Australian consumer prices jumped an extraordinary 2.1% in the first three months of the year, the biggest quarterly jump since the introduction of the 10% goods and services tax at the start of the century.

The outsized increase, together with a larger than normal increase in the months to December, pushed Australia’s annual inflation rate way above the Reserve Bank’s 2-3% target to 5.1% – the biggest annual inflation rate for two decades.

Petrol prices rose to a record high. The Bureau of Statistics says averaged unleaded petrol averaged A$1.83 per litre in the March quarter.

The annual increase, 35.1%, was the biggest since Iraq’s invasion of Kuwait in 1990.


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New dwelling prices rose due to shortages of labour and materials, and fewer government grants. Fresh food prices have increased due to floods.

Home prices, sometimes erroneously thought to be excluded from the consumer price index, surged 13.7% over the year, the most since the start of the GST.

The increase tracks the cost of buying a new dwelling by an owner occupier, and reflects what the Bureau describes as high levels of building activity combined with ongoing shortages of materials and labour.

While the cost of housing is included in the consumer price index, the cost of land is not, being treated as an investment rather than a consumer good.

To get a better idea of what would be happening were it not for these unusual and outsized moves, the Bureau of Statistics calculates what it calls a “trimmed mean” measure of underlying inflation.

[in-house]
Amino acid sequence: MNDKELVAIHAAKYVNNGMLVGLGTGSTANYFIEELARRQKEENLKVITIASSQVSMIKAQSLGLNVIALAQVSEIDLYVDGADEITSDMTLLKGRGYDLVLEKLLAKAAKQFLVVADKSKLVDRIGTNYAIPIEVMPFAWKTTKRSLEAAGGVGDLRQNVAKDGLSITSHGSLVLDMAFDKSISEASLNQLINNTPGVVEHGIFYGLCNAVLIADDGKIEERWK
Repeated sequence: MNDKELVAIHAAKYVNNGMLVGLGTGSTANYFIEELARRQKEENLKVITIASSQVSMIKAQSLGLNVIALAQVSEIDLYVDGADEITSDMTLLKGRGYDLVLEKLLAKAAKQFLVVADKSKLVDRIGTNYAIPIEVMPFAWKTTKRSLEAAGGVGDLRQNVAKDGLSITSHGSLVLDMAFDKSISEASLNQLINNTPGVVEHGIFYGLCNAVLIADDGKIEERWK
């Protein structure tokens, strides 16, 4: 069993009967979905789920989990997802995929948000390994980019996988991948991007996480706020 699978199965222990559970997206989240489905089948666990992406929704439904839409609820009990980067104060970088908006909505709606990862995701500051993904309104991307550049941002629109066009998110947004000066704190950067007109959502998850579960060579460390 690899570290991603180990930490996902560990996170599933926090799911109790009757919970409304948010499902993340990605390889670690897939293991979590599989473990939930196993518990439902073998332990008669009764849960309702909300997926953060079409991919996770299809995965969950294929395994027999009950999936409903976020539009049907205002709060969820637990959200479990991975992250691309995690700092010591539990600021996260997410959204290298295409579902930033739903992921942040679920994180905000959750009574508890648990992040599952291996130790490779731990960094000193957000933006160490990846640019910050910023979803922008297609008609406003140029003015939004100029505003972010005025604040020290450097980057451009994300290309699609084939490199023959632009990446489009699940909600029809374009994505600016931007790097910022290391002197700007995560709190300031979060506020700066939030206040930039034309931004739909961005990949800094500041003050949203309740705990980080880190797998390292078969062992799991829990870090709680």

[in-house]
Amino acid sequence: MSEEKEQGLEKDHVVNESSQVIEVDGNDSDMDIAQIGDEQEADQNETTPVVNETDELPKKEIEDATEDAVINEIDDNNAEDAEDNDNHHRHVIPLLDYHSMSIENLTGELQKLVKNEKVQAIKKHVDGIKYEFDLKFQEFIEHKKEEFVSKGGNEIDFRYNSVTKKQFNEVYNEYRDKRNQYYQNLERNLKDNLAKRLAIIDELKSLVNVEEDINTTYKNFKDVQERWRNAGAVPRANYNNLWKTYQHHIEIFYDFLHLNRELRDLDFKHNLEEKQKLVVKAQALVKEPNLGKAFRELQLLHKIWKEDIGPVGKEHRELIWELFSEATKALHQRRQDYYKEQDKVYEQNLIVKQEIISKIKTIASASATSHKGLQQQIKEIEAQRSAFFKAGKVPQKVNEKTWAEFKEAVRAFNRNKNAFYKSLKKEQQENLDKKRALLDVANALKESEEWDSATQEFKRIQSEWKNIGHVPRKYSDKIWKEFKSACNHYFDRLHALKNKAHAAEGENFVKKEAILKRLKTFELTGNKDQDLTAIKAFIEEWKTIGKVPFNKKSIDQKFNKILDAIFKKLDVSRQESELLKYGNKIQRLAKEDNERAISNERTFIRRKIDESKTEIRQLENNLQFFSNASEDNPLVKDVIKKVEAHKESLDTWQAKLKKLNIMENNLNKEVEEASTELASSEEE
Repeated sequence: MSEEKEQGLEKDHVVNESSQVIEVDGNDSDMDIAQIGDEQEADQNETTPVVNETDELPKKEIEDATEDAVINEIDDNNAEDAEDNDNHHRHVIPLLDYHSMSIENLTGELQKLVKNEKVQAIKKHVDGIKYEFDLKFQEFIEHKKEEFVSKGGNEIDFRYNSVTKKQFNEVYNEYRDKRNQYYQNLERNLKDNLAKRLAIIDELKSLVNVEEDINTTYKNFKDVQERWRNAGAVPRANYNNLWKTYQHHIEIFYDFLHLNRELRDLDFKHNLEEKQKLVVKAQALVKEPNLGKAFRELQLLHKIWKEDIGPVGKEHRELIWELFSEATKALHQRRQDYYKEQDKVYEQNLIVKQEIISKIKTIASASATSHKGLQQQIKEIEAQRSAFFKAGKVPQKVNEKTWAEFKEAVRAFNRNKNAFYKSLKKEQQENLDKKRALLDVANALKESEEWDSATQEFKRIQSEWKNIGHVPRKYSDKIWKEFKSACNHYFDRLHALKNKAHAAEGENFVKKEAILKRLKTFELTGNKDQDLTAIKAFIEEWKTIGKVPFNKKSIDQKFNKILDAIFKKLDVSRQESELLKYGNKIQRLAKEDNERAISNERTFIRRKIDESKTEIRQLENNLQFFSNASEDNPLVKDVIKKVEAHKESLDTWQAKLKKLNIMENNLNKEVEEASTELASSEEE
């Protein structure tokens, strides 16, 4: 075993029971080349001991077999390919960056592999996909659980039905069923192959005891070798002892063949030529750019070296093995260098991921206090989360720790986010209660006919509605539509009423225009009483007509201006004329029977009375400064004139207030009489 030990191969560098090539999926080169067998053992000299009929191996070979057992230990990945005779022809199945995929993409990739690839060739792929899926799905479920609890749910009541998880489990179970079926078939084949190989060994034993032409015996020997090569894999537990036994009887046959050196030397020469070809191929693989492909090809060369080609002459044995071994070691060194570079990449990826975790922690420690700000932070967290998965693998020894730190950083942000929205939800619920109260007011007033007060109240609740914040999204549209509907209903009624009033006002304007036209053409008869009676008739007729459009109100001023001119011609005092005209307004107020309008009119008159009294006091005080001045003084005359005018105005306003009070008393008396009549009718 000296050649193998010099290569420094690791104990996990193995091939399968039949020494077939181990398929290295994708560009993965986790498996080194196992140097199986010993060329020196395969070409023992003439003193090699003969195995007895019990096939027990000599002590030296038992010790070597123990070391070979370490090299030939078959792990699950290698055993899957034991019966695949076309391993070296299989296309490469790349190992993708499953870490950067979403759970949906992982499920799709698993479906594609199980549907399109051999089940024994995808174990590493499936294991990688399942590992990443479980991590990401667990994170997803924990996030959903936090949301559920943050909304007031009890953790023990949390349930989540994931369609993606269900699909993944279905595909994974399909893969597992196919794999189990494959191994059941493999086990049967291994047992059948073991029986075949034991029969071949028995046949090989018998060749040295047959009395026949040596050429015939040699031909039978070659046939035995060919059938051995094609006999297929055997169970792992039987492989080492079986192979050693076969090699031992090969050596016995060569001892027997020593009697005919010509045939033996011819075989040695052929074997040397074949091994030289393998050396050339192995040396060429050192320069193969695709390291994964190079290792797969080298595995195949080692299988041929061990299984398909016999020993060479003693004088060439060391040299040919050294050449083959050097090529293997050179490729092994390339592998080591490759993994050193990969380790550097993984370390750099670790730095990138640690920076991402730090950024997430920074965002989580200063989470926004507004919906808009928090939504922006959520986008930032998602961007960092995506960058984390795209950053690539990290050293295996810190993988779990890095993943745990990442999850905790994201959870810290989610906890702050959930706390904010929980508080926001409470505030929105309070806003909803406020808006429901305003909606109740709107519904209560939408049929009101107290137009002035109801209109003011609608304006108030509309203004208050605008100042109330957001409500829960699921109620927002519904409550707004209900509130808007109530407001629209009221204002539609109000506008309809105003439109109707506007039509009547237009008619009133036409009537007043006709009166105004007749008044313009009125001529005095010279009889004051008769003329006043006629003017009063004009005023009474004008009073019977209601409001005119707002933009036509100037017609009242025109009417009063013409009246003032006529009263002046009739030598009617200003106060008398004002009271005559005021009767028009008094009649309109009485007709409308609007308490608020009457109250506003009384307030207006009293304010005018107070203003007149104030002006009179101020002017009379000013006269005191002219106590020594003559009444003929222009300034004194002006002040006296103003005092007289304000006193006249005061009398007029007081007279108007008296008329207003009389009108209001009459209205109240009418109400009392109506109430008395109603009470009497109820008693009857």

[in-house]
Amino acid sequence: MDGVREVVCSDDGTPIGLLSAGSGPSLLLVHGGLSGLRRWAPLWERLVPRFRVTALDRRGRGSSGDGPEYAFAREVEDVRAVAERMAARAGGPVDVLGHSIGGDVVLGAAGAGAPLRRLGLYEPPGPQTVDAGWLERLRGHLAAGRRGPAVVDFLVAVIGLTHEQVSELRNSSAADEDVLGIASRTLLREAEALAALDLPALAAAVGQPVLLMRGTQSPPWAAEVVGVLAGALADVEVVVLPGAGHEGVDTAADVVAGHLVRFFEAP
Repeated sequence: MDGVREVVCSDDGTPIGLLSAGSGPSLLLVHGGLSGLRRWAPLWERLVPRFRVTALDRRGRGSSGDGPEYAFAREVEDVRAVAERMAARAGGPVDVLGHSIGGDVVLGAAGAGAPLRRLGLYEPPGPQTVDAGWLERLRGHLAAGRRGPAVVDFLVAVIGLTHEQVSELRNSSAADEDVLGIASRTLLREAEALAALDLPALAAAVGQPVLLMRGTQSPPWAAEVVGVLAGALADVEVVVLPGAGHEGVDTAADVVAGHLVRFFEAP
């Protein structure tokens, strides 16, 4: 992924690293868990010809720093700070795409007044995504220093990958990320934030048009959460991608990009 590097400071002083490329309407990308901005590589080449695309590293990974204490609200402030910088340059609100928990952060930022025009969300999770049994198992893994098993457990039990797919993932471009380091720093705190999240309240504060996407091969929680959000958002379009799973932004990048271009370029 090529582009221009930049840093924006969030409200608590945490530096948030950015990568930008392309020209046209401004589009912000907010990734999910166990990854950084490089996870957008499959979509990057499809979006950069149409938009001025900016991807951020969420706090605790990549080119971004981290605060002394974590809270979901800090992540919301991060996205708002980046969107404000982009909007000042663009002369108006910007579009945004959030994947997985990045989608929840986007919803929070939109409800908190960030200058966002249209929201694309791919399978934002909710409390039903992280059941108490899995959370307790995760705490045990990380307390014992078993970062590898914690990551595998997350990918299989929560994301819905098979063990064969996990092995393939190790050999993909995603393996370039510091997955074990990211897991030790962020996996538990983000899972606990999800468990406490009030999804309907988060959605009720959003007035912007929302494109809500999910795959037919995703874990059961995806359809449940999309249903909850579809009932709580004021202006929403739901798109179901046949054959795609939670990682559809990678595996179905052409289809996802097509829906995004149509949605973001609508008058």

The trimmed mean excludes the 15% of prices that climbed the most in the quarter and the 15% of prices that climbed the least or fell.

This underlying measure, closely watched by the Reserve Bank, climbed 3.7% – the first time it has climbed beyond the bank’s 2-3% target range since 2010.

Many people don’t believe the official inflation figures. They say they are too low (although interestingly this time, the 5.2% estimate in the Melbourne Institute’s April consumer survey matched reality).

In part this is because people tend to notice the prices that have jumped. Petrol prices are particularly visible. People tend not to notice the many other prices, including rents in some parts of Australia, that have been falling.

And in part it is because movements in the consumer price index are an average.

The price of the bundle of goods and services used by around half the households would have gone up by more than 5.1%, and the price of the bundle used by the other half by less than 5.1%. The households facing the increases notice it more.

Over the past ten years the price of clothing has fallen 6%, and the price of communications services 23%. The price of health services has climbed 40%

Looking ahead, inflation is likely to drop in the June quarter. Oil prices are falling, and the budget petrol price relief will cut prices a further 22 cents a litre.

Some supply chain problems and skilled labour shortages caused by the pandemic are likely to ease. And the Australian dollar has climbed, which should push down the price of imports.